Dec 21, 2018

Christmas Goat

        In the Swedish town of Gävle, about 100 miles north of Stockholm, residents have been erecting a giant straw goat in the town center since 1966. The Gävle Goat, also known as the Yule Goat and the Gävlebocken, may be a massive Christmas decoration, but there is never any guarantee that it will still be standing for the holiday. That is because there is a second, illegal annual Christmas tradition in Gävle. It is trying to burn down the Yule Goat before Christmas.
Yule goats have been a Christmas-time tradition in Sweden and elsewhere in Scandinavia for many centuries, though how exactly the practice got its start has been lost to history. During 1966, advertising consultant Stig Gavlén developed the idea of constructing a giant straw Yule goat for the holiday season, hoping it would function as something of an attraction to bring business to the shops around it.
The idea was subsequently executed by the town’s fire department. With funding provided by local businessman Harry Ström, they built a 43-foot tall, 23-foot long, 3-ton straw goat in the town center. It was completed on December 1, 1966 and it stood through that month. On New Year’s Eve, a vandal from a nearby town set the goat on fire. Being made of straw with a wood framework, it quickly burned to the ground.
During the following four years local merchants known as the Söders Köpmän (Southern Merchants) took over financing the Gävle Goat. For the first two years, nothing of note happened; the goat was put up and taken down with no issue.  Then in 1969, vandals managed to again set the goat aflame. The following year, they did it again. In fact, in the 1970 burning, drunken teenagers had managed to burn down the goat just six hours after construction of the goat was complete.
Fortunately for Gävle’s Yule Goat tradition, the Natural Science Club from the nearby School of Vasa took charge in 1971 and the Gävle’s Yule Goat lived on. Their first goat made it through the season without incident. However, sabotage in 1972 led to the goat’s collapse. Two years later, the goat was burned down once again and two years after that, it got hit by a drunk driver and was destroyed.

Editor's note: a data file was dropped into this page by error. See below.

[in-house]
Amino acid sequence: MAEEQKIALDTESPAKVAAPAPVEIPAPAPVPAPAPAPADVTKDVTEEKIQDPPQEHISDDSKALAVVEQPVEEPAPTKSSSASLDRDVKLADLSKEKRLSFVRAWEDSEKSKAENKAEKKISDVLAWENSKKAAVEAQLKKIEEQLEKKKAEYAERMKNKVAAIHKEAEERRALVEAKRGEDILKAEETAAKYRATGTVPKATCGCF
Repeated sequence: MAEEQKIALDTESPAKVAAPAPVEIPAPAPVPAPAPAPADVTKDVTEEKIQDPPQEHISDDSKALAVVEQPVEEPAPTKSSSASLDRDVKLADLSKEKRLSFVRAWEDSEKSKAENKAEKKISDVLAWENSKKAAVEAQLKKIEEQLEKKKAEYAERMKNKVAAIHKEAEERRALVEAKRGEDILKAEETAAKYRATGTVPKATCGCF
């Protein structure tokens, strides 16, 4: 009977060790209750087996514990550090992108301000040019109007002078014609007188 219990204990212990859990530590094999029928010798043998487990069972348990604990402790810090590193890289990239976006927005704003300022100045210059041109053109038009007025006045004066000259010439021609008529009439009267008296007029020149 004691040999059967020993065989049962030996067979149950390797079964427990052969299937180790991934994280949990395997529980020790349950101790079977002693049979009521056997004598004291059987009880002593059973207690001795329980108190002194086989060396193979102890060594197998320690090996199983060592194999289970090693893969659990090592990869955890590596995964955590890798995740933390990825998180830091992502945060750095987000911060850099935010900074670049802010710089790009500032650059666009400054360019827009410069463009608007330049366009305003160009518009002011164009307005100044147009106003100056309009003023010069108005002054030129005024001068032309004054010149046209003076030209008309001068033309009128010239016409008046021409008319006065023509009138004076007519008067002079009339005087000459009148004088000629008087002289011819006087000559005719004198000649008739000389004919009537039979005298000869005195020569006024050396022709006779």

From the ashes of all this, the tradition of attempting to destroy the Gävle Yule Goat was born. Since 1980, the Gävle Goat has only managed to survive through the holiday season 13 times. This is despite the fact that a fire station is incredibly close by and several attempts have been made to make it more difficult for vandals to destroy the giant straw decoration. For instance, they tried spraying flame-retardant on the straw, only to have it wash off and the treated goat easily burned down.
Of course, despite all this and other efforts, half the fun of the tradition for many is seeing if the goat will make it to Christmas.
After years of trying, it appears they may have hit on the right mix of protection for the Gävle Yule tradition in 2014. After adding even better flame retardant chemicals that will not wash away easily, they moved a busy taxi stand to the town center right near the goat. They also positioned security personnel near the goat and had a 24-hour webcam trained on the decoration. Although there were reportedly a few close calls, the 2014 goat ultimately survived the Christmas season and was disassembled on December 29th, a bit earlier than previous surviving goats.

The 2015 Gävle Goat, which was erected on November 26th, made it through 2015’s Christmas but was burned down at approximately 3 am on December 27 by what police described as a heavily intoxicated man in his twenties. The man, who smelled of petrol, was caught red-handed carrying lighters and newspapers shortly after the goat was set ablaze. The man’s clothes were also singed as they briefly caught fire. Ah, fun traditions continue. . .

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